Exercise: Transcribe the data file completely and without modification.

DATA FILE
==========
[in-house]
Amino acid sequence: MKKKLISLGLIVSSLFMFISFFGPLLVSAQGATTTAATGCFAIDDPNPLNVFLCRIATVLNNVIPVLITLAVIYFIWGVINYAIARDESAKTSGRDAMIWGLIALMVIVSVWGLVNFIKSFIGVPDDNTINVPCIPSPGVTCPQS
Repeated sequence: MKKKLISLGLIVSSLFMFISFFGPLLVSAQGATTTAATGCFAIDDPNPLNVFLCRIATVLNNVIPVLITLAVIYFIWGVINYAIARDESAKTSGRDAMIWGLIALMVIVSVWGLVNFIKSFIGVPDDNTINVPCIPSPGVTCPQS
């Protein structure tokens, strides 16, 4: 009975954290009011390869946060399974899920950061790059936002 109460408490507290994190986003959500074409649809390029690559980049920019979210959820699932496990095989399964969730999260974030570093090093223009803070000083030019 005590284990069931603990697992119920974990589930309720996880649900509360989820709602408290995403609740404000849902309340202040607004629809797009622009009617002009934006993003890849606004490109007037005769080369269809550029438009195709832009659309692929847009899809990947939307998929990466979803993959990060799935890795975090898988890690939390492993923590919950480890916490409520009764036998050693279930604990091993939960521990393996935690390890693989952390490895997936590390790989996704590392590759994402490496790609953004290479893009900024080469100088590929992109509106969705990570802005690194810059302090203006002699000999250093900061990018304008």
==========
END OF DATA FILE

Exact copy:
[in-house]
Amino acid sequence: MKKKLISLGLIVSSLFMFISFFGPLLVSAQGATTTAATGCFAIDDPNPLNVFLCRIATVLNNVIPVLITLAVIYFIWGVINYAIARDESAKTSGRDAMIWGLIALMVIVSVWGLVNFIKSFIGVPDDNTINVPCIPSPGVTCPQS
Repeated sequence: MKKKLISLGLIVSSLFMFISFFGPLLVSAQGATTTAATGCFAIDDPNPLNVFLCRIATVLNNVIPVLITLAVIYFIWGVINYAIARDESAKTSGRDAMIWGLIALMVIVSVWGLVNFIKSFIGVPDDNTINVPCIPSPGVTCPQS
């Protein structure tokens, strides 16, 4: 009975954290009011390869946060399974899920950061790059936002 109460408490507290994190986003959500074409649809390029690559980049920019979210959820699932496990095989399964969730999260974030570093090093223009803070000083030019 005590284990069931603990697992119920974990589930309720996880649900509360989820709602408290995403609740404000849902309340202040607004629809797009622009009617002009934006993003890849606004490109007037005769080369269809550029438009195709832009659309692929847009899809990947939307998929990466979803993959990060799935890795975090898988890690939390492993923590919950480890916490409520009764036998050693279930604990091993939960521990393996935690390890693989952390490895997936590390790989996704590392590759994402490496790609953004290479893009900024080469100088590929992109509106969705990570802005690194810059302090203006002699000999250093900061990018304008």